The water level rose quickly and submerged the picnic table which was once beside WWWGO.
The picnic table soon to be 4m underwater.
By now it had stopped raining and the sun made a welcome appearance, driving the humidity level up to 70%.
Before long, the picnic table on the far side of the lower level campground was surrounded by brown muddy debris laden floodwater. Only the table top was showing. The SES depot on the other side of the railway line set off a number of alarms, calling volunteers to action. Soon lots of cars, utes and trucks were arriving for the SES assembly.
The childrens playground became an aquatic playground and great for skimboarders.
This no longer funny.
Our current campsite before the flood arrived.
The water level has come halfway up the hill behind us.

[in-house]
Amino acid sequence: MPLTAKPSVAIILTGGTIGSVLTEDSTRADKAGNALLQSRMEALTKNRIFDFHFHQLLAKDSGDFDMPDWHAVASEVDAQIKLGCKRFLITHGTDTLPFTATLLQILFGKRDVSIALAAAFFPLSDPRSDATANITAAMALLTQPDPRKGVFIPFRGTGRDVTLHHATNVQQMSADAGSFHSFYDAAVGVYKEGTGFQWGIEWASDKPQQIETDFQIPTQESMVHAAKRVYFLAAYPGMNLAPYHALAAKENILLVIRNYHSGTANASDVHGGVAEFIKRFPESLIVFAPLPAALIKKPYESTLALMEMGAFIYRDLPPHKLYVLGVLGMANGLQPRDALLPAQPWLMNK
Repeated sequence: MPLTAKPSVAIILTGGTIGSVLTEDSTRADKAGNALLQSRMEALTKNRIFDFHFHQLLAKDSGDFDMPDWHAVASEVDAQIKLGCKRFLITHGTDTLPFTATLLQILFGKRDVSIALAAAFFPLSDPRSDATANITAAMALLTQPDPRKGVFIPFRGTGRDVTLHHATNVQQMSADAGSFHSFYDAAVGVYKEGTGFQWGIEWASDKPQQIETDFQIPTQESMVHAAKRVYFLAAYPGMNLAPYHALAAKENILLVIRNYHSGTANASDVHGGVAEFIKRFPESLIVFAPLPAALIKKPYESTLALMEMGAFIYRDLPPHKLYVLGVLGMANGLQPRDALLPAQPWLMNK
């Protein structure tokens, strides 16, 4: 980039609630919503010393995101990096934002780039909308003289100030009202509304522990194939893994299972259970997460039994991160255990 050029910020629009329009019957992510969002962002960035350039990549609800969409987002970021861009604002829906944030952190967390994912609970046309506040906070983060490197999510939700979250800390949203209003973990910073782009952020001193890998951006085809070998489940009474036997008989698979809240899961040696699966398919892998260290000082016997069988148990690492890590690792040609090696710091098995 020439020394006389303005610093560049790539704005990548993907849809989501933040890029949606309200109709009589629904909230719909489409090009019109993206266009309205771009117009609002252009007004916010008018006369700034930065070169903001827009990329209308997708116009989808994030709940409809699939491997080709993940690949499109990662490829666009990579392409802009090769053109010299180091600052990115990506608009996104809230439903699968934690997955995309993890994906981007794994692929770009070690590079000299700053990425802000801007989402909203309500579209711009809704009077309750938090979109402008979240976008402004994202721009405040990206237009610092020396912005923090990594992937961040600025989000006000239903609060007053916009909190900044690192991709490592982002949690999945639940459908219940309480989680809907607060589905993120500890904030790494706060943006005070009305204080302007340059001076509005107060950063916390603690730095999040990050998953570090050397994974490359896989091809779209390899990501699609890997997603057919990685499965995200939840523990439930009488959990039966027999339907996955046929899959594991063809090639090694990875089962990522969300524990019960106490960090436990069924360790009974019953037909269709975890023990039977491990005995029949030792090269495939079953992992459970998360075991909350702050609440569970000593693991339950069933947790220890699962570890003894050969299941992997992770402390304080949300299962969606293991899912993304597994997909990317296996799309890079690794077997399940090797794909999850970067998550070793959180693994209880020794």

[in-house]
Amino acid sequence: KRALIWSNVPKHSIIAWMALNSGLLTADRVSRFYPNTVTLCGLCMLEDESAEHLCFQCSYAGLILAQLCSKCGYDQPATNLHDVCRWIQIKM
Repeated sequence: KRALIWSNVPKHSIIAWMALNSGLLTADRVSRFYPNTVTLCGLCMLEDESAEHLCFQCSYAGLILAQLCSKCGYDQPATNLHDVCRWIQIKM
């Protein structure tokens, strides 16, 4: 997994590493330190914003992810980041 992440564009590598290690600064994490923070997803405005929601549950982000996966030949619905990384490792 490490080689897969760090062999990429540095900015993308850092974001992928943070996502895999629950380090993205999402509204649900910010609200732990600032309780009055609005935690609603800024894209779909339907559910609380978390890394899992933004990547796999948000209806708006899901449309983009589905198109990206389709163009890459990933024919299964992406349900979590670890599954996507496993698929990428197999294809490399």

Our new campsite with floodwaters quickly approaching.
I am not sure, if we had to evacuate, where we could go. The road south to Albury is lower and has water across in several places. There are fewer cars and trucks coming from that direction. West to Walla Walla and Walbundrie is the same. Walla Walla is already cut off. North to Wagga Wagga and the road is cut at The Rock and Uranquinty and evacuations have already occurred in those towns. The road east to Holbrook has several low level bridges across the Billabong. Lockhart was evacuated early this morning.
Lightpole and meter box in the lower campsite. Soon the water will be halfway to the light.
We packed up ready to leave if necessary but there is really nowhere to go. The flood peaked at 9.3m at Morven and expected through here at midnight. No trains have passed through in the last two hours.
The same lightpole at 10pm shortly before the peak.
At midnight the peak was just a few metres from our wheels.
Whew! What a relief.
Well, we hope it was the peak. I’m off to bed.